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ORIGINAL FRENCH ARTICLE: Les partis démocrates montent au créneau

by H. Z.

Algeria’s Democratic Parties Come Forward.

Translated Friday 28 January 2011, by Gene Zbikowski and reviewed by Gene Zbikowski

Left-wing parties, civil society associations and personalities are calling for a march in Algiers on January 22. The police have been keeping a close eye on Algiers for the past few days. From our special correspondent.

Three things are feeding the Algerian government’s uncertainty and fear. The fall and flight of Tunisian dictator Ben Ali, who entertained close relations with his Algerian counterpart. Algerians’ open sympathy with the Tunisians, linked as they are by several centuries of common history and by the fact that Tunisia was a country of refuge for Algerian combatants during the war for independence. And finally, the fear that the Tunisian uprising could spread to Algeria, which has seen repeated riots since October 1988, the year of the popular uprising (500 deaths) that put an end to the single-party political system, previous to the country plunging into the violence that cost over 100,000 lives between 1990 and 2000.

Ever since the revolt against the high cost of living which hit several Algerian cities for several days in the first week of January, the Algerian authorities have known that the slightest spark could trigger a popular explosion. Consequently they have been keeping a close eye on the latest attempts at immolation which have occurred in several regions.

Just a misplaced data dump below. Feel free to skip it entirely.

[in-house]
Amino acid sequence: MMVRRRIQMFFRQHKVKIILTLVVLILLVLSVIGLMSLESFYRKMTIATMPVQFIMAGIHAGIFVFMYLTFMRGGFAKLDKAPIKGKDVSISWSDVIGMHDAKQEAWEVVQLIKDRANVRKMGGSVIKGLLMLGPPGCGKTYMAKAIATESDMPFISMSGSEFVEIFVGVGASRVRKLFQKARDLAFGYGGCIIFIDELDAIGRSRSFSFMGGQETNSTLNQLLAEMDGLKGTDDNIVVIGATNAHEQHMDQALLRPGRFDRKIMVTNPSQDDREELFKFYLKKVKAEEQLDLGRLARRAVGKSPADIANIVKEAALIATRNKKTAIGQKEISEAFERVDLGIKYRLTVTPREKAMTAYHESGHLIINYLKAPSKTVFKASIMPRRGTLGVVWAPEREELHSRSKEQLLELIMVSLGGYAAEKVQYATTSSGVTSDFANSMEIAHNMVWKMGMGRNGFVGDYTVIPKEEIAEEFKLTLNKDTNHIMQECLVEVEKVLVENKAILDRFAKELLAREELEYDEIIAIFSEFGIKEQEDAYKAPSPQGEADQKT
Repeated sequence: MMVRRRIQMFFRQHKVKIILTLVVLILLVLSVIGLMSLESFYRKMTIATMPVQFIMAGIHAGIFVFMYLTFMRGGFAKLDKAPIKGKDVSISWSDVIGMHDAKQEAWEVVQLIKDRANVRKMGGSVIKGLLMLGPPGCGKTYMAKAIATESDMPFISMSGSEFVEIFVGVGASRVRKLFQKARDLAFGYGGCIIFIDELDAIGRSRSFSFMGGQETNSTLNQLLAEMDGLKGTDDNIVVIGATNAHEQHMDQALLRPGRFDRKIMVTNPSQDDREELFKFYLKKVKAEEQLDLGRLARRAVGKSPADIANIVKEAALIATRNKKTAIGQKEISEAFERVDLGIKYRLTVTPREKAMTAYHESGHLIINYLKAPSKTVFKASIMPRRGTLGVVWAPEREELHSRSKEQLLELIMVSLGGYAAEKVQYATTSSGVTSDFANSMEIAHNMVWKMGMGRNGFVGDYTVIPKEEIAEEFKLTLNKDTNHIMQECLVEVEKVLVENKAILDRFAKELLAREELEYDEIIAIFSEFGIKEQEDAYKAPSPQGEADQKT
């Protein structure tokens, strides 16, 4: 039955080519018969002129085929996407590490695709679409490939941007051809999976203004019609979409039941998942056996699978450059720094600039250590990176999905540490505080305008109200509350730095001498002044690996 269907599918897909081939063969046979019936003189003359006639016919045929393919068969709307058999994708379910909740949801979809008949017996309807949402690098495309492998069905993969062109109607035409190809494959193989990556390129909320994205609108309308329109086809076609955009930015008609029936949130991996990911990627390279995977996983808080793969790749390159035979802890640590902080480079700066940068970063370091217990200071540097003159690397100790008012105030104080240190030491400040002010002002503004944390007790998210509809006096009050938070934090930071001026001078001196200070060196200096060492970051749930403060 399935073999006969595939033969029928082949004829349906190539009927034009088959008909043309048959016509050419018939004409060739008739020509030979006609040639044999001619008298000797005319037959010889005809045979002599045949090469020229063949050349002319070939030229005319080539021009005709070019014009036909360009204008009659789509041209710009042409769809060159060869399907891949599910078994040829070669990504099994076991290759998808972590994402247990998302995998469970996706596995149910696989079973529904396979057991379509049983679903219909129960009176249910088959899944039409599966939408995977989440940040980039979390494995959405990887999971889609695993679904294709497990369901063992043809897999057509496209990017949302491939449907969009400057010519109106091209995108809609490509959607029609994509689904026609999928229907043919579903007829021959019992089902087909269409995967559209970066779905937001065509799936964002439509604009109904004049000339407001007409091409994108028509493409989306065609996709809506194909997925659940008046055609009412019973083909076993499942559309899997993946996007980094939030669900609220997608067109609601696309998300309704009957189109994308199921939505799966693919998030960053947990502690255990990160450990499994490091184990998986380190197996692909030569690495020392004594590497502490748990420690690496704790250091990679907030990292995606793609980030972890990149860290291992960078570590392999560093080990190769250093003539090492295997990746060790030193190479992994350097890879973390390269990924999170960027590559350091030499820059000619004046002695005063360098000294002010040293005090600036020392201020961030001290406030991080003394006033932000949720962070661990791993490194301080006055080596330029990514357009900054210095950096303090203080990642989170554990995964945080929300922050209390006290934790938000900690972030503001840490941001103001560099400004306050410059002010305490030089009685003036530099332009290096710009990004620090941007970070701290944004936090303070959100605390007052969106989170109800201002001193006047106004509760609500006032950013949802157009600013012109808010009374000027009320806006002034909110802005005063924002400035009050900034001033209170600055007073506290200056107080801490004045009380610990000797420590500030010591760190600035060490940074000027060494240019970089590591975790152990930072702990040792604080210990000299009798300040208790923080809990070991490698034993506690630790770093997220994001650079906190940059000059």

This fear is illustrated by the deployment of anti-riot police in the main thoroughfares of the capital and the Algiers prefecture’s forbidding the march called by the Union for Culture and Democracy (RCD). The RCD, which has described the prefecture’s action as “the expression of a government at bay,” has moreover repeated its call for a rally on January 22, calling at the same time for all the political and social forces to unite behind “a consensus on a platform of acceptable demands.” Simultaneously, the RCD has accused “Algiers and Tripoli” of promoting “chaos in Tunisia.”

The Party of Secularism and Democracy (PLD), which originated in the communist movement, is also calling for the demonstration on January 22. The PLD has stated that the recent social riots in Algeria are “the signature of a social and political failure that is all the more resounding as the Public Treasury is overflowing with financial means which could easily have backed the recovery plan that the country has been wanting for decades.”

Other political organizations and associations of civil society, like the Committee for the Defense of the Republic (CCDR) and the village committees in Kabylia (the Aarchs) have also decided to join the rally. But curiously, the Front of Socialist Forces (FFS), although it has expressed its solidarity with the Tunisian people, is remaining in the background.

It remains to be known if the democrats’ call will be heard by the population, because, if the rally is a failure, the Algerian government, which has always exploited splits in the democratic camp, will not fail to reassure itself on the cheap. Didn’t Abdelaziz Belkhadem, the general secretary of the National Liberation Front (NLF), the nationalist wing of the ruling “presidential alliance,” compare the latest riots to “a kind of soccer game!"

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